Humans love to be loved.

One of the best kept secrets of happiness is to love and take care of others. Caring for others enhances happiness levels. All of us have an intense desire to be loved and nurtured. The need to be loved, as Bowlby’s and others’ experiments have shown, could be considered one of our most basic and fundamental needs…..Given the importance of the need to be loved, it isn’t surprising that most of us believe that a significant determinant of our happiness is whether we feel loved and cared for..” Dr Raj Raghunathan.

It may come as a surprise to some but most school Principals, Deputies, Heads of School etc are actually normal human beings.

So are our teachers. Therefore, like other people, we long to be loved, valued and respected.

As Christians we want to emulate the love for others evident in the life of Christ: “Master, which is the great commandment in the law? Jesus said unto him, Thou shalt love the Lord thy God with all thy heart, and with all thy soul, and with all thy mind. This is the first and great commandment. And the second is like unto it, Thou shalt love thy neighbour as thyself. On these two commandments hang all the law and the prophets.” Matthew 22.

Unfortunately, as teachers and role models to our students, we are sometimes  required to do things that may make us unlovable in the eyes of others.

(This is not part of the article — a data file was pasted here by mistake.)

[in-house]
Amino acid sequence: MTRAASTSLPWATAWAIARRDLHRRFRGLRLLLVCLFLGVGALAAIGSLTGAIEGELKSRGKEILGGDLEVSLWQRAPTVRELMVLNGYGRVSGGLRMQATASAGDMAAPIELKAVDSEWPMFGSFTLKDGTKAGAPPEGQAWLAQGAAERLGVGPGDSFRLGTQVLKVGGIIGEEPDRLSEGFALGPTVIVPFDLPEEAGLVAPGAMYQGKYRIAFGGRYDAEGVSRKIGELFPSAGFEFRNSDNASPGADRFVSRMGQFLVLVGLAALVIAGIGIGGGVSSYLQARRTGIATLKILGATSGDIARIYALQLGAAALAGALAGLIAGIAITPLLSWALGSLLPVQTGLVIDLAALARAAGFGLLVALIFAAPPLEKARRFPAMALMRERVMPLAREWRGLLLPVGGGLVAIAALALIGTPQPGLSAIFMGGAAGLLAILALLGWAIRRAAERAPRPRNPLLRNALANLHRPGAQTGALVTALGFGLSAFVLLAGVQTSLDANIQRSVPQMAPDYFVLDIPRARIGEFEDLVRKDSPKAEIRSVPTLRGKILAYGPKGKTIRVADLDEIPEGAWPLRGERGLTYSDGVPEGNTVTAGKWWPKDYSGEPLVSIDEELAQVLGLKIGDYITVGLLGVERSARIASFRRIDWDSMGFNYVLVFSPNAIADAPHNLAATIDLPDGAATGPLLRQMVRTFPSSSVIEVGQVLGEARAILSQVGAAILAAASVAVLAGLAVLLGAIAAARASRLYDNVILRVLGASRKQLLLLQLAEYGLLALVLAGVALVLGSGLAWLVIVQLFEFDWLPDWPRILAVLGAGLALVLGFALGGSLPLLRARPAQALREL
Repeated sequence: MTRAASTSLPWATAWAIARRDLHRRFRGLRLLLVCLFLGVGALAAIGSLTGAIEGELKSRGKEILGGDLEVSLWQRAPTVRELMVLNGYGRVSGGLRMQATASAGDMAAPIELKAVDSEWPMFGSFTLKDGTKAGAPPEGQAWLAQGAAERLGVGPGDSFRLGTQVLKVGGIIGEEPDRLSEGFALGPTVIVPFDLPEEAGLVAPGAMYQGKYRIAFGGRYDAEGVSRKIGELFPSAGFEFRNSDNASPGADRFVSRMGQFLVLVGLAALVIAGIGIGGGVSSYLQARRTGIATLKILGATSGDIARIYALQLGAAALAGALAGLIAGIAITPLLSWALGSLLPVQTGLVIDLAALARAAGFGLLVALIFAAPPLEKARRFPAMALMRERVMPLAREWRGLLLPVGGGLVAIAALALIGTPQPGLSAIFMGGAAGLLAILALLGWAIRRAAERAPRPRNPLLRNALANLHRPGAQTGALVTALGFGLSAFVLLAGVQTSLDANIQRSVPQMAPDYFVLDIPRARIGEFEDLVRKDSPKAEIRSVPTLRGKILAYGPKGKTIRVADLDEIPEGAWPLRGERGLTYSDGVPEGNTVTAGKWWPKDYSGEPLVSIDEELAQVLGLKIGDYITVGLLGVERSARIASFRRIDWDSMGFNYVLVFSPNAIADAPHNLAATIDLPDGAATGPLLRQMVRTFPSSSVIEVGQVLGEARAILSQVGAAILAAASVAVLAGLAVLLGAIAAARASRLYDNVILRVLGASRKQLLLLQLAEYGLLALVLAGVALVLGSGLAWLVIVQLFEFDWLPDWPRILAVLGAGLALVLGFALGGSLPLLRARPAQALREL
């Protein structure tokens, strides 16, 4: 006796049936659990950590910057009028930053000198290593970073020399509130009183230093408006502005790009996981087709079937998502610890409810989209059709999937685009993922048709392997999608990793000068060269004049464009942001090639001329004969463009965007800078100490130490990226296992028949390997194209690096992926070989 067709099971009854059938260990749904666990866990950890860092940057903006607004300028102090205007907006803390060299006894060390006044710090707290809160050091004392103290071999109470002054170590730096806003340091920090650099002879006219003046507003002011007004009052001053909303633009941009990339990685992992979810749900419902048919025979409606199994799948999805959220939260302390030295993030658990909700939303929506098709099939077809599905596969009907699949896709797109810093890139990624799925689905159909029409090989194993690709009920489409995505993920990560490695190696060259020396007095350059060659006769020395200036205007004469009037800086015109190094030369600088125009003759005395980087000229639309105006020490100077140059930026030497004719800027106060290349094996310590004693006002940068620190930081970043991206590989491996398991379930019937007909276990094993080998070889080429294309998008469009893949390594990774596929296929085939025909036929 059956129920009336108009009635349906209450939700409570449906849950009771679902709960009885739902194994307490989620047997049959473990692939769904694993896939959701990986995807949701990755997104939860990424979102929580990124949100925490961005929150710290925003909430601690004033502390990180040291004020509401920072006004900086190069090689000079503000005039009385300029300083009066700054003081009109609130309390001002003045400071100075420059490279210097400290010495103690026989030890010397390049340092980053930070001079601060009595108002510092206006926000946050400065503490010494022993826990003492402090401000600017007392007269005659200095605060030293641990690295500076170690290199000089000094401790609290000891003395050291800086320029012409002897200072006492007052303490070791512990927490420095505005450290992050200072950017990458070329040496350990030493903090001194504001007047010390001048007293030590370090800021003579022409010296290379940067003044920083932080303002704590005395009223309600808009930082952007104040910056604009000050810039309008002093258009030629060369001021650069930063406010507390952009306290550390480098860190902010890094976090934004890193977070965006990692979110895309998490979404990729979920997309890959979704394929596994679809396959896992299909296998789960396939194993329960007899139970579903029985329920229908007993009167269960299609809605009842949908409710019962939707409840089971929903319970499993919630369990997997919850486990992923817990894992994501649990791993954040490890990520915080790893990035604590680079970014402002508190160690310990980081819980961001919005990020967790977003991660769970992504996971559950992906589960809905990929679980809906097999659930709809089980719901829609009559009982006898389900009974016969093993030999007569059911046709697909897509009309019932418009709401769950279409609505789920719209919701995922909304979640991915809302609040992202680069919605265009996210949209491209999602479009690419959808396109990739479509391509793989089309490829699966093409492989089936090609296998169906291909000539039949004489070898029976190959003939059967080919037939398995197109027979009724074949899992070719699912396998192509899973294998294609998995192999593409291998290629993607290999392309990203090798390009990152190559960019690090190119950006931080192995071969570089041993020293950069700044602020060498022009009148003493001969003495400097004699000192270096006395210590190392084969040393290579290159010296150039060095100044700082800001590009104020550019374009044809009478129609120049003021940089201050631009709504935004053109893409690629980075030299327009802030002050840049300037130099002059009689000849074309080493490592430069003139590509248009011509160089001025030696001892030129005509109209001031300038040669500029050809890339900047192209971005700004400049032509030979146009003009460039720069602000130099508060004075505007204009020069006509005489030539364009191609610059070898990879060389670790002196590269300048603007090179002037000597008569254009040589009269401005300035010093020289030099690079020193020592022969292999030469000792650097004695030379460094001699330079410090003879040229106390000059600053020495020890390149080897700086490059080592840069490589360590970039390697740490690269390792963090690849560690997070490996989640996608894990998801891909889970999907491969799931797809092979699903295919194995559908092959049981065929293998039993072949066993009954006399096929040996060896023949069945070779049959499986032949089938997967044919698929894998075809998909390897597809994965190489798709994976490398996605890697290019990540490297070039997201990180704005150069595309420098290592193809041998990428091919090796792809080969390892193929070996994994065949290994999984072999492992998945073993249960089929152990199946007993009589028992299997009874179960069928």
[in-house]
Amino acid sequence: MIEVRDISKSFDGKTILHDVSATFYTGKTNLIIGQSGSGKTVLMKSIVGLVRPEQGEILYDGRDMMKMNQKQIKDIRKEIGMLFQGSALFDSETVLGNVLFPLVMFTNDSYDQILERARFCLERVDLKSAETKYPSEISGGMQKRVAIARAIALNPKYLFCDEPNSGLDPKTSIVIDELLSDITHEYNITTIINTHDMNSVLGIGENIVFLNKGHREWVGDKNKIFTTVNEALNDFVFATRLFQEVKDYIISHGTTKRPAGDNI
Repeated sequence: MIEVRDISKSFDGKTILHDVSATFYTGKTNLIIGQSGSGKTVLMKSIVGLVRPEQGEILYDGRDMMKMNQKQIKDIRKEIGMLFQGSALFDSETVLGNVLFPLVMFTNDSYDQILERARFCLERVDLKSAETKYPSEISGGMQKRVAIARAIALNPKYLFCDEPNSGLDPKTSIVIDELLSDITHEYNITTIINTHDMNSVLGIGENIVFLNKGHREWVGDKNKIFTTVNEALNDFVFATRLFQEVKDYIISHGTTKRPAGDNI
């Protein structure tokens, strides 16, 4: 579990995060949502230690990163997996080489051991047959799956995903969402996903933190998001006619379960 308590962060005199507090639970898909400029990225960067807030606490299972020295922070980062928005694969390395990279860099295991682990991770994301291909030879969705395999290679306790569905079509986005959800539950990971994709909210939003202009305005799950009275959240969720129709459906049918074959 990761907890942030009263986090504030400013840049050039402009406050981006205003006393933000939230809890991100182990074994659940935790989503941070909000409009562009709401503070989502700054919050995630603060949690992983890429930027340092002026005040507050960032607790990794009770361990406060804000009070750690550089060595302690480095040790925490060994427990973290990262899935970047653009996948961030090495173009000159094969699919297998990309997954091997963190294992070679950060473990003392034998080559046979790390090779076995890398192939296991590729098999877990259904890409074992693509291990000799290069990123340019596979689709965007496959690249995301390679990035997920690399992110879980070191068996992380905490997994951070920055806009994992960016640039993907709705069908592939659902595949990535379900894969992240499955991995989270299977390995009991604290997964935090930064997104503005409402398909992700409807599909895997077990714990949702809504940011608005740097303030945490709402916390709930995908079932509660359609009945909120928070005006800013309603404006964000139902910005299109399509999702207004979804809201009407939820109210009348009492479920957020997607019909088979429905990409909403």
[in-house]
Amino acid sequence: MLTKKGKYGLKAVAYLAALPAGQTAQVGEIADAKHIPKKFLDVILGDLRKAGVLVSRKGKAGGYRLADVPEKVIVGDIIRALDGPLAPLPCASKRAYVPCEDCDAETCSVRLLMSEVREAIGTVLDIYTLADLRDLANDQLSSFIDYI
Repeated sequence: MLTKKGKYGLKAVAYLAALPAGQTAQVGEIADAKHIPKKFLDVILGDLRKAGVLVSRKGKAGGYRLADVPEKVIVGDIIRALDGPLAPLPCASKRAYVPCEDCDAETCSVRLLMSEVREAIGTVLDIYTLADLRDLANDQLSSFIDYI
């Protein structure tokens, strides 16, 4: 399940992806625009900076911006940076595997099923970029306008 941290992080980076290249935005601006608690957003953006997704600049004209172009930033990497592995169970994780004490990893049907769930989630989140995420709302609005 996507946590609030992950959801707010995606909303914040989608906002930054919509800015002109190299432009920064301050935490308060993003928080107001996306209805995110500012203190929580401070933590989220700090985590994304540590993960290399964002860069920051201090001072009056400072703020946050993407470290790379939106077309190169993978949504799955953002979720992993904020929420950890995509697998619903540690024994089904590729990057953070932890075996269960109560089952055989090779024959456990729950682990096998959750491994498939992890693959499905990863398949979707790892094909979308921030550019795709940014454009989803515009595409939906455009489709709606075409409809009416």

Sometimes we have to impose consequences on students for behaviours that do not meet our expectations and damage others.

In the same way parents have to accept that sometimes they have to be a parent first and a friend to their child second, sometimes a teacher cannot do their job well and be everybody’s friend.

Sometimes we have to hold the line between right and wrong, between what would be easy and what we know we must do.

And this can make us unpopular with some students and some parents.

When a student lies, hurts others or steals educational opportunities by making others feel unsafe or disrupting classes, we accept that we must act – not out of vengeance for a broken trust, but because if we  allow students to believe this is the way to live as members of our society we fail as educators.

At St Columba we do more than impart knowledge. We have a culture and set of values that dictate how we live and learn together.

We have standards that we maintain because we educate as well as teach.

This means that, as professionals, we sometimes have to have “hard” conversations with students. Sometimes these hard conversations extend to parents and carers.

We do not enjoy these conversations but we accept that, in order to protect and educate our students, we are unable to accept what our school culture finds unacceptable, unable to turn a blind eye to aberrant behaviour and must “hold the line” for the good of our students.

We accept that sometimes some of you will not love us for this but this is our job, our vocation and our responsibility.

This is how we show we care.

Principals must be aware of the culture of the school, not just what is publicly espoused about the school’s practices and values but what  also of what is permitted or ignored.”  Dr Phil Ridden, AEL, 2018

 


Mr Terry Muldoon
Principal, St Columba Anglican School